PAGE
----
His team had just dismantled a preseason Western Conference favorite and won their sixth game in a row. Some coaches may have been content. Jacques Lemaire was pleased but not satisfied.

“I think in some aspects of the game, we’re getting better. (But) not all of it. Not yet,” Lemaire said about his team’s improvement after their thoroughly dominant 3-1 win over the Ducks Wednesday night.

The Devils are now tied with Pittsburgh for the Atlantic Division lead with 24 points and trail Washington by two points for the top spot in the conference. The Devils begin a stretch where they play four of their next five games on the road, starting tonight in Pittsburgh. The Devils have won all eight road games this season.

“You need a lot of things. I think the guys believe they can be successful. They believe they can do it. We’re playing as a team, more and more,” was Lemaire’s analysis of his team’s mindset.

Jamie Langenbrunner, Andy Greene and Zach Parise had two points each, while David Clarkson scored the game-winning goal in spectacular fashion. Tied at one midway through the second period, Greene—who had two assists—sprung Clarkson for a breakaway with a pass up the middle. The Devils’ burgeoning power forward carried the puck into the offensive zone, held off a back-checking Anaheim defenseman with a beautiful toe drag before beating Jonas Hiller (22 saves on 25 shots) high to the glove side. The goal was Clarkson’s fifth of the season, three behind team-leading Parise.

While his teammates took turns ribbing Clarkson for his “men’s league move,” Lemaire was concerned about the three minor penalties he took—two trips and a too many men on the ice (the Devils committed that infraction twice).

“The three penalties,” Lemaire said when asked about was more noteworthy about Clarkson’s evening. “Why? Because I like the guys to be disciplined. I like the guys to play for the team—which he does, all the time. He’s going to get some penalties; they could be accidental. The one that I really didn’t like was when he jumped on the ice and got the puck, when Zach just came in front of him. That’s the one I didn’t like. But on the other hand, when you like at it, you say, ‘His goal was a huge goal.’”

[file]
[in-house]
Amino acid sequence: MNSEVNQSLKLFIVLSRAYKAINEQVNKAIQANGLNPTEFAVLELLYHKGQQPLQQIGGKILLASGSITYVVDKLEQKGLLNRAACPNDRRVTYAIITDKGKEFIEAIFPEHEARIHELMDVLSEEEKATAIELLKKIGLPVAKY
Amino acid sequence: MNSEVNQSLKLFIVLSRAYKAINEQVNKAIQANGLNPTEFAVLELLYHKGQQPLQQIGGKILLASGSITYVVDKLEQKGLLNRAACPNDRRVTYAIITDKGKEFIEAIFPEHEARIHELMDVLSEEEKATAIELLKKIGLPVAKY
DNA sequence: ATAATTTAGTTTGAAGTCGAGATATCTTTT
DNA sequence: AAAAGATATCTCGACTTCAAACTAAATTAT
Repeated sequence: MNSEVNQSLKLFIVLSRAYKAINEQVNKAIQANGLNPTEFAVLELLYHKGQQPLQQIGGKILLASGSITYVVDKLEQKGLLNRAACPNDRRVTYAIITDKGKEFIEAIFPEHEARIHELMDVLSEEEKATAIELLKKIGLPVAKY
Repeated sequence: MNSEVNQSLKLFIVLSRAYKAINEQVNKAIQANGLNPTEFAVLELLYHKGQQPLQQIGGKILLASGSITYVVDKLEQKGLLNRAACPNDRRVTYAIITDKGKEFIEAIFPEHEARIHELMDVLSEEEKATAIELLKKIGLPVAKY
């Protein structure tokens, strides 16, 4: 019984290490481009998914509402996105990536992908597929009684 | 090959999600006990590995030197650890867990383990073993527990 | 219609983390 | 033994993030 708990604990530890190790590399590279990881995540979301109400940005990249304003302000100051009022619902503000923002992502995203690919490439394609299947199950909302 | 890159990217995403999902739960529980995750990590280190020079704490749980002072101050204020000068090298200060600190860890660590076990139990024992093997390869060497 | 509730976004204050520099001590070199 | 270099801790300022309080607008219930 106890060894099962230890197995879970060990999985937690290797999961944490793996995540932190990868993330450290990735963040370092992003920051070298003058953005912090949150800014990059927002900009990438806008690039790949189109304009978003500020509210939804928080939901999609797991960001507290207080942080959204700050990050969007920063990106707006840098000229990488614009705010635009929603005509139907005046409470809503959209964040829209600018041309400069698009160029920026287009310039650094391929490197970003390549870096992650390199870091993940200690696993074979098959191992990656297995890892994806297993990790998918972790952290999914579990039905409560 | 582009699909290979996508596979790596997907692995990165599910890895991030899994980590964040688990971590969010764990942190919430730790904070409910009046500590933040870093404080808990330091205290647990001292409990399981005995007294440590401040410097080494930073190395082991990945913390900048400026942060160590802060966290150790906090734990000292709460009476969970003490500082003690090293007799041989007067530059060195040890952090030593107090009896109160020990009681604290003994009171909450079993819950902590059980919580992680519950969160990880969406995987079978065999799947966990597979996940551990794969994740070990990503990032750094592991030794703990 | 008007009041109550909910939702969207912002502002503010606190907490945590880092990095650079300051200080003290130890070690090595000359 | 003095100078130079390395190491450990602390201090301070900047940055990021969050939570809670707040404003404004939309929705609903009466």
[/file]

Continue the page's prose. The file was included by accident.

Parise’s short-handed goal with 12.7 seconds remaining in the second ended any thoughts of an Anaheim comeback. Colin White forced a turnover at the Devils’ line and Langenbrunner’s tape-to-tape pass found a streaking Parise, who deked Hiller before jamming the puck under the Ducks’ goaltender to increase the Devils’ lead to 3-1.

“It was a good play by Whitey to jump up and hold the blueline,” Parise said. “We caught them a little flat-footed and get a little breakaway.”

“You see Zach’s goal. It was hard work and kept banging at it and it went in,” Clarkson added.

The Devils had won five in a row going into last night’s match. However, the Devils had trailed in its wins over Washington, the Islanders and Ottawa. Greene and Langenbrunner made sure that wasn’t going to be the case against the Ducks. Langenbrunner’s deflection of a Greene offensive zone faceoff slapper 38 seconds in gave the Devils a 1-0 lead.

Corey Perry’s 12th goal of the season tied the game at one 2:25 into the second period. It was a display of why Anaheim’s trio of Bobby Ryan, Perry and Ryan Getzlaf may be the league’s best young line. Ryan circled behind Martin Brodeur’s cage and threw a cross-crease pass. Three Devils were tied up with Getzlaf, which allowed Perry to sneak in uncovered for the stuff-in. It was the lone blemish for an otherwise solid night for Brodeur, who stopped 31 shots.


It was fitting that on the night the Devils honored its 2003 Stanley Cup Championship winning team that Anaheim—the franchise that the Devils topped in seven games to win its third Cup—was the opponent. It was even more fitting that Scott Niedermayer was in the house.